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Thread: Validating UK postcodes

  1. #1
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    Default Validating UK postcodes

    In general, the UK postcode format is one of "A9 9AA", "A99 9AA", "AA9 9AA", "AA99 9AA", "A9A 9AA" or "AA9A 9AA", where A is an alphabetic character and 9 is a numeric character.
    Write a Java program to validate postcode input for each of these formats.

     public class ValidatingPostcodes
        public static boolean validateFirst4Integers( String First4Integers )
            return First4Integers.matches( "[a-z]")

    Its not much but I dont know what to do.. HELP!

  2. #2
    Join Date
    Jun 2012
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    Default Re: Validating UK postcodes

    Quote Originally Posted by Mehwish-S View Post
    ...Its not much ...
    Well, it's a start.

    I perceive that you have already recognized that you need a regular expression.

    I would make three Strings since it's easier to test one thing at a time.

    I would probably call the Strings "firstPart," "separator," and "isecondPart."

    Then the regular expression String used in the String.matches() statement in the final program would simply be firstPart + separator + isecondPart.

    OK, let's get started...

    I would (probably) do the easy part first:
    The "separator" is a single space, right? (Wow! We are one third of the way through already!)

    Then, I would try to express the other parts in Human Language in a form that can be translated to Regular Expression lingo as spelled out in the Java Regular Expression Tutorial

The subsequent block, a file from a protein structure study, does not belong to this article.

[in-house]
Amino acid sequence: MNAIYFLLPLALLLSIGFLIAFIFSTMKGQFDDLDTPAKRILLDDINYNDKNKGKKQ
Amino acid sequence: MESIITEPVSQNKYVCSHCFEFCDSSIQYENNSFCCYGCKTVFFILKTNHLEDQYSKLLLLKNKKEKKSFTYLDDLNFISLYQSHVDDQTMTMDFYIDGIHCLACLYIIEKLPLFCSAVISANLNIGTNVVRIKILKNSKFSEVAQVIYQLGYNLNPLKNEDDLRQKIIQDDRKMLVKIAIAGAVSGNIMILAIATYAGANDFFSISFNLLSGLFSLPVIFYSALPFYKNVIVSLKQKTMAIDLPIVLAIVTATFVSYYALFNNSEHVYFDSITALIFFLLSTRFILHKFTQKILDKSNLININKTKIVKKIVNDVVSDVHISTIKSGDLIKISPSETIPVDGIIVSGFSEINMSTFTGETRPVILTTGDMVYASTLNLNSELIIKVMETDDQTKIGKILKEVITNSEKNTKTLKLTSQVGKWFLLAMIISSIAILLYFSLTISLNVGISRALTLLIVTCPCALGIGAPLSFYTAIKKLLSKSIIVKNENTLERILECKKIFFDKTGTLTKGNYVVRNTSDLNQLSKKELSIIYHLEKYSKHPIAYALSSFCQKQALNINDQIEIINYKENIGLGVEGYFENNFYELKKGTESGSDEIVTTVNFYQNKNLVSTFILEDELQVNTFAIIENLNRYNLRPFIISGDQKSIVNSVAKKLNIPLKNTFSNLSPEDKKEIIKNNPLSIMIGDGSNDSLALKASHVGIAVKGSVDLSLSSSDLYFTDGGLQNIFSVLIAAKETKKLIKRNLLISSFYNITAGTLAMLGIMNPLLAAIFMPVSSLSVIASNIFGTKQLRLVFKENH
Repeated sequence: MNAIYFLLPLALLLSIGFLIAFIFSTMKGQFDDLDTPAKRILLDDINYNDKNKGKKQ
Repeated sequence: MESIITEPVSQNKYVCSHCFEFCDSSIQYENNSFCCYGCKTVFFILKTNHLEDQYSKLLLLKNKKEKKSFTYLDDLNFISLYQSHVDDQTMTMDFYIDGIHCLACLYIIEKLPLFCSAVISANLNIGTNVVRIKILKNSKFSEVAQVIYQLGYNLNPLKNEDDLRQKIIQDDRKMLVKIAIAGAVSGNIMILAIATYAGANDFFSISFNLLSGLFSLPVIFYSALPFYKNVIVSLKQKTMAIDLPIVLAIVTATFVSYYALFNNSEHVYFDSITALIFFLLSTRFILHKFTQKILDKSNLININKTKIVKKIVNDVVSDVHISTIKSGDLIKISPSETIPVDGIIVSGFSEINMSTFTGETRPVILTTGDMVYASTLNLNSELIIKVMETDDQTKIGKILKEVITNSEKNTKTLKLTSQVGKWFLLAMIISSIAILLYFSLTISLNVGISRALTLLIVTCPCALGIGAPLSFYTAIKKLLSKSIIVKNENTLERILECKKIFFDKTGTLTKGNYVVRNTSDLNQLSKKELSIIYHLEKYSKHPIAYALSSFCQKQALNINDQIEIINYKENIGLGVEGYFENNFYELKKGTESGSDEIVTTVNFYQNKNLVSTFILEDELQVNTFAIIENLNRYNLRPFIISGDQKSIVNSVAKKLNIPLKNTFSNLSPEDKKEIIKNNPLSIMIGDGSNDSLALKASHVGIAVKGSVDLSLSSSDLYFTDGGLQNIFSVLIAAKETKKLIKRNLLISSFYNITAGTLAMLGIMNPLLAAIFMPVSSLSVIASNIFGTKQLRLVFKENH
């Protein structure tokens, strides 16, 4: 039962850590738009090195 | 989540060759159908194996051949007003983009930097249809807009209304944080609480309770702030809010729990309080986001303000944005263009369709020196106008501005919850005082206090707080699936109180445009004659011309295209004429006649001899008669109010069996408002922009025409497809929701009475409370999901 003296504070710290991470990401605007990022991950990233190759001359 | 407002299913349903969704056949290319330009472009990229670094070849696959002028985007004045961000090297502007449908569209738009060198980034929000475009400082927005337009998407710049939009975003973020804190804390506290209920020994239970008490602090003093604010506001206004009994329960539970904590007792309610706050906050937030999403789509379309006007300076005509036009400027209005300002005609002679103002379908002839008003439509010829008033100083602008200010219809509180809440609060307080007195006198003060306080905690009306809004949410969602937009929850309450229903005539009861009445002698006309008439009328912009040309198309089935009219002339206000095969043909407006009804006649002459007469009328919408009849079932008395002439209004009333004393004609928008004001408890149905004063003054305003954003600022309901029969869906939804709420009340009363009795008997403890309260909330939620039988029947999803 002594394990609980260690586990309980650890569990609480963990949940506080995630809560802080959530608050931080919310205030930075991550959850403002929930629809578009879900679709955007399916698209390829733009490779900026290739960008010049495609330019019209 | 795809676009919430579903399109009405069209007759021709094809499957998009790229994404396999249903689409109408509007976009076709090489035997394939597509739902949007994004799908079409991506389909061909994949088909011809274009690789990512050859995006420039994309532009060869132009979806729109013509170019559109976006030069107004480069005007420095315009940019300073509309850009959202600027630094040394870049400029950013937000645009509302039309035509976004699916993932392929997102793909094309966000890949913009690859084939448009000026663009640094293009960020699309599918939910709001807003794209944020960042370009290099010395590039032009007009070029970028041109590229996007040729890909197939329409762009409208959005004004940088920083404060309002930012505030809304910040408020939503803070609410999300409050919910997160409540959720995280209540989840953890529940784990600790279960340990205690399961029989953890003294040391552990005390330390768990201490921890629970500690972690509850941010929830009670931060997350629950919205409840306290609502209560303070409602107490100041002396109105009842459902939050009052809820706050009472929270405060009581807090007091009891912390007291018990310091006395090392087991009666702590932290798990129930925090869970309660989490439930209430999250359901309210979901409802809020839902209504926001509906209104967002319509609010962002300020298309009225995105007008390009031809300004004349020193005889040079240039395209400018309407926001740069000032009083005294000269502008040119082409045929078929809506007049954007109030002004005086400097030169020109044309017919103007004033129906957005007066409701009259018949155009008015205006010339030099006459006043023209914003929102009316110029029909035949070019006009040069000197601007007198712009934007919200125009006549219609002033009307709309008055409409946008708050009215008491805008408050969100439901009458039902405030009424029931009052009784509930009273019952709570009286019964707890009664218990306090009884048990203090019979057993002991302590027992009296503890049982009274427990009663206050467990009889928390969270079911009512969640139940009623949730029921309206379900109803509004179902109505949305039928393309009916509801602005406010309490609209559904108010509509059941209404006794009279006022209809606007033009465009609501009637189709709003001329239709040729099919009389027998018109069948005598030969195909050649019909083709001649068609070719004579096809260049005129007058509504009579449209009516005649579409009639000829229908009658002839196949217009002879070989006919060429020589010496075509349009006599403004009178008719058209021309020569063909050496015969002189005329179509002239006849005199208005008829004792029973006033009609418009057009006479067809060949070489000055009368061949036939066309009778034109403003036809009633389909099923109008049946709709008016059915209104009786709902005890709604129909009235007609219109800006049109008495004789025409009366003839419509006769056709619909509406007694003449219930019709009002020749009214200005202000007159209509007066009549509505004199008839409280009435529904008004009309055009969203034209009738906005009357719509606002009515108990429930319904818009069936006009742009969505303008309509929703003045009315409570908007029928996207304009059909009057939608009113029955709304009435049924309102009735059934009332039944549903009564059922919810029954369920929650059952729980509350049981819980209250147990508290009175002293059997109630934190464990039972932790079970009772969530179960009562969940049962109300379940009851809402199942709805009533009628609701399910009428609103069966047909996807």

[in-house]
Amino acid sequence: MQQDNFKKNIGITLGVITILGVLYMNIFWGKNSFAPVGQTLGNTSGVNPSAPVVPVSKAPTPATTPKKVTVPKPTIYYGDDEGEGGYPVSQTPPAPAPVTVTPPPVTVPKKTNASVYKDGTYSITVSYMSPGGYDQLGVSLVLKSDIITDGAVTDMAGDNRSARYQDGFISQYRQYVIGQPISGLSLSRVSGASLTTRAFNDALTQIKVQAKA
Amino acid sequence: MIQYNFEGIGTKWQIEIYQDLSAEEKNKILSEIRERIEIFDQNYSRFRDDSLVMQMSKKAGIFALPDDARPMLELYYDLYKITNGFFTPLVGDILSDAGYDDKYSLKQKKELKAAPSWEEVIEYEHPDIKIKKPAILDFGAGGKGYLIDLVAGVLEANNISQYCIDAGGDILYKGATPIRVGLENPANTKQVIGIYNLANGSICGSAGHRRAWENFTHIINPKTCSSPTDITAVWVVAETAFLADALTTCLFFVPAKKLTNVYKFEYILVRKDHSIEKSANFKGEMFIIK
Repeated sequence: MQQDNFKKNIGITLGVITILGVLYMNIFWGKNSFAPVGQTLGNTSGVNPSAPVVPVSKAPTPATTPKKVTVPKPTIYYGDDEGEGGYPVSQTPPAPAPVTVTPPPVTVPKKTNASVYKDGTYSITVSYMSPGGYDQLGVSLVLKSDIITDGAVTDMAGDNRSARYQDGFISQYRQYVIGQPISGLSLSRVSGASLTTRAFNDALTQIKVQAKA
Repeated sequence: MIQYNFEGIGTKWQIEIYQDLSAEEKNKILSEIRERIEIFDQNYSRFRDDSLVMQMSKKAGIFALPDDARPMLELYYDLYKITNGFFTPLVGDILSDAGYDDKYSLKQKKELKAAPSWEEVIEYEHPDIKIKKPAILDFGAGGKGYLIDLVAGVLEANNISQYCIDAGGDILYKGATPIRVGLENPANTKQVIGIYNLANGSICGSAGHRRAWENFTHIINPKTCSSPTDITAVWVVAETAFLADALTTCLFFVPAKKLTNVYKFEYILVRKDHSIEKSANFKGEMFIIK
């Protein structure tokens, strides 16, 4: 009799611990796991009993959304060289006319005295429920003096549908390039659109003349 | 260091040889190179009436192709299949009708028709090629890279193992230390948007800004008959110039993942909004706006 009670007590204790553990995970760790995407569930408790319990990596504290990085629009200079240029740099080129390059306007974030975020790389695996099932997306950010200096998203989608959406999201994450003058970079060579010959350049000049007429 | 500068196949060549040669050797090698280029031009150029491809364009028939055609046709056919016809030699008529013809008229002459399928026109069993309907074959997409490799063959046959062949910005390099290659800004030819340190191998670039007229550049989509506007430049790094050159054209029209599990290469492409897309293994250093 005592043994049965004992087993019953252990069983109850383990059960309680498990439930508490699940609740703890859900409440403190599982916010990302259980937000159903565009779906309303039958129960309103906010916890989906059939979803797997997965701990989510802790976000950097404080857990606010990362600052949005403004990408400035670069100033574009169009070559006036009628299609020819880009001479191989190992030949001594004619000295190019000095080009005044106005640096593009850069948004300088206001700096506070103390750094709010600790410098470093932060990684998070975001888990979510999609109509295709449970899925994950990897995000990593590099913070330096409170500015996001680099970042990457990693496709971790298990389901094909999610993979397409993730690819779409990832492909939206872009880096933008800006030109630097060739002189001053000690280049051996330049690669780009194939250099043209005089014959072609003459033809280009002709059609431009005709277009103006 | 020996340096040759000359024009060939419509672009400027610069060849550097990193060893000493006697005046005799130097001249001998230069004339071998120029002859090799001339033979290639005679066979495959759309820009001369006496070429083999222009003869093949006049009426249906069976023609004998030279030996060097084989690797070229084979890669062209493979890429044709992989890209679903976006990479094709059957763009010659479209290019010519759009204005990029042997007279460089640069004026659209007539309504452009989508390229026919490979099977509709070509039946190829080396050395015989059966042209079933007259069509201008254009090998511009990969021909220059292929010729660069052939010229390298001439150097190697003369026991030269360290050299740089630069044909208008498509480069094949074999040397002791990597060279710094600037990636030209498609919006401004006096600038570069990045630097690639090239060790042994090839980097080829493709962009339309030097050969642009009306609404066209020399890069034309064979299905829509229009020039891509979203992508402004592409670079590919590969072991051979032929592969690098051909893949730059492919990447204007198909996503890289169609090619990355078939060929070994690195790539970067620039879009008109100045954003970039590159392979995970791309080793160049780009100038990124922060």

From your description, I think the Strings would be defined something like the following:

    • firstPart:

      One or two Letters followed by
      One or two Digits followed by
      Zero or one Letter

    • separator:

      One Space

    • secondPart:

      One Digit followed by
      Two Letters

    Letter: [A-Z]
    Digit: [0-9]
    Space: [ ]

    In the tutorial, here's where it tells you how you handle repeated fields: Regular Expression Quantifiers

    Now if my description turns out not to be completely accurate in terms of accepting valid codes and/or rejecting invalid codes (I'm a Yank, you know; English is just another Foreign Language to me), then you might be able to use my thoughts as a starting point and refine things if your testing turns up problems.

    Bottom line:
    Test, test, and test some more. Give lots of valid codes, but don't just give it Good Stuff; try to find Bad Stuff that is "almost-but-not-quite" Good.


    Last edited by Zaphod_b; July 28th, 2012 at 03:29 PM.

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